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Germany: Parties Sign Coalition Deal For New Scholz Government

The 177-page coalition agreement is titled “Venture More Progress”, a theme that the incoming government's leaders hammered home at a signing ceremony at Berlin's Futurium museum.

Germany: Parties Sign Coalition Deal For New Scholz Government
Olaf Scholz -

Germany's incoming governing parties signed their agreement for what they portray as a progressive coalition on Tuesday, a day before Olaf Scholz is due to succeed longtime leader Angela Merkel as chancellor.

The agreement hammered out last month between Scholz's centre-left Social Democrats, the environmentalist Greens and the pro-business Free Democrats received strong backing over recent days from the three parties' members.

That has cleared the way for Scholz to be elected on Wednesday in parliament, where the coalition — which has never yet been tried in a national government — has a solid majority.

The 177-page coalition agreement is titled “Venture More Progress” — a theme that the incoming government's leaders hammered home at a signing ceremony at Berlin's Futurium museum.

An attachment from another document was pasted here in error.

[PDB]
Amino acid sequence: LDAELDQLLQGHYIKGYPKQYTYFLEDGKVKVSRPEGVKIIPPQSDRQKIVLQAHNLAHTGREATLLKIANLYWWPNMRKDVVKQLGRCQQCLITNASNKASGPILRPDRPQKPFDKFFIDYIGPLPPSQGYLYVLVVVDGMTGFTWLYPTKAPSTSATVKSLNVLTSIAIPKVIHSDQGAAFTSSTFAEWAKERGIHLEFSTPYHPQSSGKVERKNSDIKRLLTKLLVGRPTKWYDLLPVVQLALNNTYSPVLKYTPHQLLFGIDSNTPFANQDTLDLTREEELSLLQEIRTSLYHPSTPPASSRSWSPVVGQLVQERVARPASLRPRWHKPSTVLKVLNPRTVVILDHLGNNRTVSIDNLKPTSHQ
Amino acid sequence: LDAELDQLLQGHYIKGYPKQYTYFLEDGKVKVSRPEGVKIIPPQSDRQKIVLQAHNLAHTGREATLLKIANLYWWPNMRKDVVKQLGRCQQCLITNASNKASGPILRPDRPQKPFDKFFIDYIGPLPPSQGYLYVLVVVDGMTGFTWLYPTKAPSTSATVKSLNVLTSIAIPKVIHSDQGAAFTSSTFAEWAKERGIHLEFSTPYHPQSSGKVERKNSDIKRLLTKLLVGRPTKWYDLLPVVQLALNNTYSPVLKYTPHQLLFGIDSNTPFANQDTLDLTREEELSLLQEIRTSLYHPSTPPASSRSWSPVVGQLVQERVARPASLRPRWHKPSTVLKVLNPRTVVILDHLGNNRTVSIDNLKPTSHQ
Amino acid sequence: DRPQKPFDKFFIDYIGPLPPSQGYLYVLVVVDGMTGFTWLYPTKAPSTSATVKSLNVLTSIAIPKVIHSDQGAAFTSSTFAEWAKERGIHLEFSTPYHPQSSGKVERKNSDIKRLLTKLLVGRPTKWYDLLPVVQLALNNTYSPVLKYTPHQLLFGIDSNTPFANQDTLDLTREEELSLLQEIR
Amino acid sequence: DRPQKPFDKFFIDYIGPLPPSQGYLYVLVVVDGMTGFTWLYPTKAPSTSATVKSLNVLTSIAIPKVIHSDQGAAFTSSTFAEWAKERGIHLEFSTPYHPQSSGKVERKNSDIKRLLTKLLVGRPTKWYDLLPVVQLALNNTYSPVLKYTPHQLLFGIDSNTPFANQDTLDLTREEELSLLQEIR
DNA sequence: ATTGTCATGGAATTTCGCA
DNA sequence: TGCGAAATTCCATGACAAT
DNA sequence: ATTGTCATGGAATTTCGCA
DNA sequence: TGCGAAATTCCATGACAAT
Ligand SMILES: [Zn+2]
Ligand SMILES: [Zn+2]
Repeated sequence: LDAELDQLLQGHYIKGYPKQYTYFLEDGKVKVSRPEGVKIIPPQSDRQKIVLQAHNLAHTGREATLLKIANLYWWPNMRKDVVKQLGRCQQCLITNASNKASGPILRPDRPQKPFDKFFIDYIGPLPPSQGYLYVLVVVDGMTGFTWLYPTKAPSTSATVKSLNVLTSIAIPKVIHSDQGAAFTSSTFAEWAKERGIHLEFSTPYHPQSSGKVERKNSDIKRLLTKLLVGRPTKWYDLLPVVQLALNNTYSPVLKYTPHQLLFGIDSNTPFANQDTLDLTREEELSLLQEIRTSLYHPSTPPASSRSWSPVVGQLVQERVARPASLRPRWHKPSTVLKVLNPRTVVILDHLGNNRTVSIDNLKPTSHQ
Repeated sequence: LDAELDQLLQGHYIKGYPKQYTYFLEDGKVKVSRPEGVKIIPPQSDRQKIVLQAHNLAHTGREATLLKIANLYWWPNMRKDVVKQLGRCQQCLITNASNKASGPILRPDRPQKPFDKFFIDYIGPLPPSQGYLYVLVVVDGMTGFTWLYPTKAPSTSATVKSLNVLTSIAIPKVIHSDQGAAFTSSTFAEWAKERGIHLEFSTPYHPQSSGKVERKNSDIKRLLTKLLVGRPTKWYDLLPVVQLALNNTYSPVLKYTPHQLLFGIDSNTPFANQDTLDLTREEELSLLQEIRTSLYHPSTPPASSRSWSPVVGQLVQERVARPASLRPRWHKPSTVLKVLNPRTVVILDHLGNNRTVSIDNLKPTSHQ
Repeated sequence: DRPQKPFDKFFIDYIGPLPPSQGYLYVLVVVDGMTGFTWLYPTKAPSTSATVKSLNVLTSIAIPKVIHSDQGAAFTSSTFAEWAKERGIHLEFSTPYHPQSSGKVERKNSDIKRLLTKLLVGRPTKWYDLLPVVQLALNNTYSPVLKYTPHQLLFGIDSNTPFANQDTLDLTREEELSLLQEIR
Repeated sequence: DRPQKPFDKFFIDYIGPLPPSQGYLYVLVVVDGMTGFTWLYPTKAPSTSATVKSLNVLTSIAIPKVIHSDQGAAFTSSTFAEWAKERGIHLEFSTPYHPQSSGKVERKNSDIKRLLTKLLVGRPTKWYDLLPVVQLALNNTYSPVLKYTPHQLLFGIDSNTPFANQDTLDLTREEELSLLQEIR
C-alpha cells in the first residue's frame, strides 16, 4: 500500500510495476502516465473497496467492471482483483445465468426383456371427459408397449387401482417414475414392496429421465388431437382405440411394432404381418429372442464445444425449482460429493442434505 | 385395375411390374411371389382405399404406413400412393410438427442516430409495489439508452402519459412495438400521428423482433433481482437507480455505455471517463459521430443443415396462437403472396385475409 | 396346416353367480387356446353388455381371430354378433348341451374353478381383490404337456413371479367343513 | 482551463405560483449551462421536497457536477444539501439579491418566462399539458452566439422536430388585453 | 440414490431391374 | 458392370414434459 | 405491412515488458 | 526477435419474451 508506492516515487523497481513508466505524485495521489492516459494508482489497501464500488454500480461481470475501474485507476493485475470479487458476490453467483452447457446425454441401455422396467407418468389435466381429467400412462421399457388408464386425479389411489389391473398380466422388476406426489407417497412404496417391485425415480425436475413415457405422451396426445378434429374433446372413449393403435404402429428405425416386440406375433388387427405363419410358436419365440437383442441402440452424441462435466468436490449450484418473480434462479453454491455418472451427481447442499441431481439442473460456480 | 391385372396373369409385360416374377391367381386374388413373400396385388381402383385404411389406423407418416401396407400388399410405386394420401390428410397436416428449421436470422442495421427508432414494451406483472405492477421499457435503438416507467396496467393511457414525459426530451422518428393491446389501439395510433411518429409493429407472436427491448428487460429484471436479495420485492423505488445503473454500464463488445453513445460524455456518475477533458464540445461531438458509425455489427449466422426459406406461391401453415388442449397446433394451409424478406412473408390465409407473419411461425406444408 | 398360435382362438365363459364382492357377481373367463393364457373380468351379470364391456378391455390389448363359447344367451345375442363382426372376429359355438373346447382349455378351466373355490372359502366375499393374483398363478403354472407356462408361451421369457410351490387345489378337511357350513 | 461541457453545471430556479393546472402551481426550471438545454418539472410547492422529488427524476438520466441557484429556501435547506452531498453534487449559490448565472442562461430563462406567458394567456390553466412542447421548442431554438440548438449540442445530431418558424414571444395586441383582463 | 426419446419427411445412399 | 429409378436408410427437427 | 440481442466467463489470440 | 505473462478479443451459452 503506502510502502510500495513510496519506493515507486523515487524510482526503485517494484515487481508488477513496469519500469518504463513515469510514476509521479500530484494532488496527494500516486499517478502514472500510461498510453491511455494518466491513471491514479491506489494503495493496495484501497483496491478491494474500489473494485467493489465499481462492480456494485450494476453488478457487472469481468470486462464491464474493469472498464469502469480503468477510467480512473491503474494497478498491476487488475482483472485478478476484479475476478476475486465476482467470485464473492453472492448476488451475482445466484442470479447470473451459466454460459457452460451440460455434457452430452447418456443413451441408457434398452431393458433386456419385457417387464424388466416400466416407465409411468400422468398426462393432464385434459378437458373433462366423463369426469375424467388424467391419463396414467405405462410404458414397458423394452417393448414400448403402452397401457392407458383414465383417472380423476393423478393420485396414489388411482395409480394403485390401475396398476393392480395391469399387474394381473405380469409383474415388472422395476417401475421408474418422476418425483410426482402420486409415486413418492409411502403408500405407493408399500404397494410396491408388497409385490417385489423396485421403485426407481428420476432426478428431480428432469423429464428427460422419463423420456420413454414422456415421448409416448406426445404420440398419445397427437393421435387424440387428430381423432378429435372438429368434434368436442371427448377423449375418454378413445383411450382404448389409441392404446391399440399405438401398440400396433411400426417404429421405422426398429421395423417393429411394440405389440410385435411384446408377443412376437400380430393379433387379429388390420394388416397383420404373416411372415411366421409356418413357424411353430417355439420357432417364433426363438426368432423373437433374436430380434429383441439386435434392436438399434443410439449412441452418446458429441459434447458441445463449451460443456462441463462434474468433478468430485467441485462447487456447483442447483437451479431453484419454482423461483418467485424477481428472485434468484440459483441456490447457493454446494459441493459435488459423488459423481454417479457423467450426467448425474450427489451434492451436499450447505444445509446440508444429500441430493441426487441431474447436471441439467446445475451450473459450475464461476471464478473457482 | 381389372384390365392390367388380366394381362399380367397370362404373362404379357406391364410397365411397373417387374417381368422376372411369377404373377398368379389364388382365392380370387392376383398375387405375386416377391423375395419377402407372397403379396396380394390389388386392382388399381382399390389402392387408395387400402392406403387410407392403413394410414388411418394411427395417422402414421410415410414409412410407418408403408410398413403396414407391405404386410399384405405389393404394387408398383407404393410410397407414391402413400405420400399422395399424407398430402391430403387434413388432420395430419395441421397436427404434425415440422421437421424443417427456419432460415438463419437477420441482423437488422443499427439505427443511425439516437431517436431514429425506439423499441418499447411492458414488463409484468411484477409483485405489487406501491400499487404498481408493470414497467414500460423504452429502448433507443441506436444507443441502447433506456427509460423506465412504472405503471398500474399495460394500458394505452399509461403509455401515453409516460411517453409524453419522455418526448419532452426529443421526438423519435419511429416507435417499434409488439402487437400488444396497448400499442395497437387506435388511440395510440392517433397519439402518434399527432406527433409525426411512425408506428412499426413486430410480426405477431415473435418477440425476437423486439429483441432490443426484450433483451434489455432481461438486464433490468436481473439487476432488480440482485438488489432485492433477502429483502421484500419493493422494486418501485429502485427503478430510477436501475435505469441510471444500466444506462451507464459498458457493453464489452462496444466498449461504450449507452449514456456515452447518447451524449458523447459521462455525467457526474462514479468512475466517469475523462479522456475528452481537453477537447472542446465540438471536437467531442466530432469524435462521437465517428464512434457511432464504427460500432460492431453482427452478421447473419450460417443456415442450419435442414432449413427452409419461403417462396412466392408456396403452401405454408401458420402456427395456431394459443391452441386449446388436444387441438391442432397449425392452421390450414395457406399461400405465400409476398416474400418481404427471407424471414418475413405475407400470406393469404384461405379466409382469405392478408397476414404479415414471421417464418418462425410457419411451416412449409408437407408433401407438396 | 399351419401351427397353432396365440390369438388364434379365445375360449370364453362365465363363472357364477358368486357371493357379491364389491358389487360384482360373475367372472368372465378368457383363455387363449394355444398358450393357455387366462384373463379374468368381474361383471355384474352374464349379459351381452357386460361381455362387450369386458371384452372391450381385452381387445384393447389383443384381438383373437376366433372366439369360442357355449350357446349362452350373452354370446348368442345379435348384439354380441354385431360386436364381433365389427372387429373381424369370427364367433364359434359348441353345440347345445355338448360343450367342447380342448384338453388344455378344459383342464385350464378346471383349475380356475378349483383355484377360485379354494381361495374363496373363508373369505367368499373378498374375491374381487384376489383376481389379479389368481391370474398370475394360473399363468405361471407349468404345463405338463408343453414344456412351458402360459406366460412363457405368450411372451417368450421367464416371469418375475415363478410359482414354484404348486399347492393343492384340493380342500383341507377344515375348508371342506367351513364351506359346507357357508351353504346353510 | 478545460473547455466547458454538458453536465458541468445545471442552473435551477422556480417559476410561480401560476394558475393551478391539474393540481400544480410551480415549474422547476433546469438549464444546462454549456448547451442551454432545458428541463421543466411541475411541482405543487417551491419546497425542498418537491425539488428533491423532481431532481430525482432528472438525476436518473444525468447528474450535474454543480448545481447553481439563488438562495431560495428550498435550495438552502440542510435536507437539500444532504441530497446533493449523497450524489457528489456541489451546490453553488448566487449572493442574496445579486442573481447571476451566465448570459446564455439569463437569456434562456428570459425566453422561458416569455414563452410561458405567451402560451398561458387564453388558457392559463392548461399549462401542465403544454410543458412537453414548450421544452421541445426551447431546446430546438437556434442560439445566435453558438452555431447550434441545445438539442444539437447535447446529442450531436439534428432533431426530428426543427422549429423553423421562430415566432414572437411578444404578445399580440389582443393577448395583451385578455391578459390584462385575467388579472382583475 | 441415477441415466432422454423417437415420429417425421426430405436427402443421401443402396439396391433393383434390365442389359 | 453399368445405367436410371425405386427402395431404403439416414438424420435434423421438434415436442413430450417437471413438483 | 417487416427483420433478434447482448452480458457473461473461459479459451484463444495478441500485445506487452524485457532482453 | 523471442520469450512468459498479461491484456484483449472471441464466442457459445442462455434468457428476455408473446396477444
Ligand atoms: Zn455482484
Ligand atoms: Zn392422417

Efforts to curb climate change are a top priority for the new government, particularly the Greens. Other priorities include modernizing Europe's biggest economy and introducing more liberal social policies. Above all, though, the government faces the immediate task of pushing down near-record coronavirus infection rates.

“We said that we want to venture more progress, and from this week on we want to work on progress,” said Christian Lindner, the incoming finance minister and the Free Democrats' leader. “We have no illusions — we face great challenges.”

The agreement between three parties that had significant differences before Germany's September election was reached relatively quickly and, at least in public, in unexpected harmony.

“If the good cooperation that worked while we were forming the government continues to work, it will be a very, very good time for the tasks that lie ahead of us,” Scholz said. He acknowledged that dealing with the pandemic “will demand all our strength and energy”.

Merkel, who has been chancellor for 16 years, did not seek a fifth term. Her centre-right Union bloc is going into opposition after its election defeat. 

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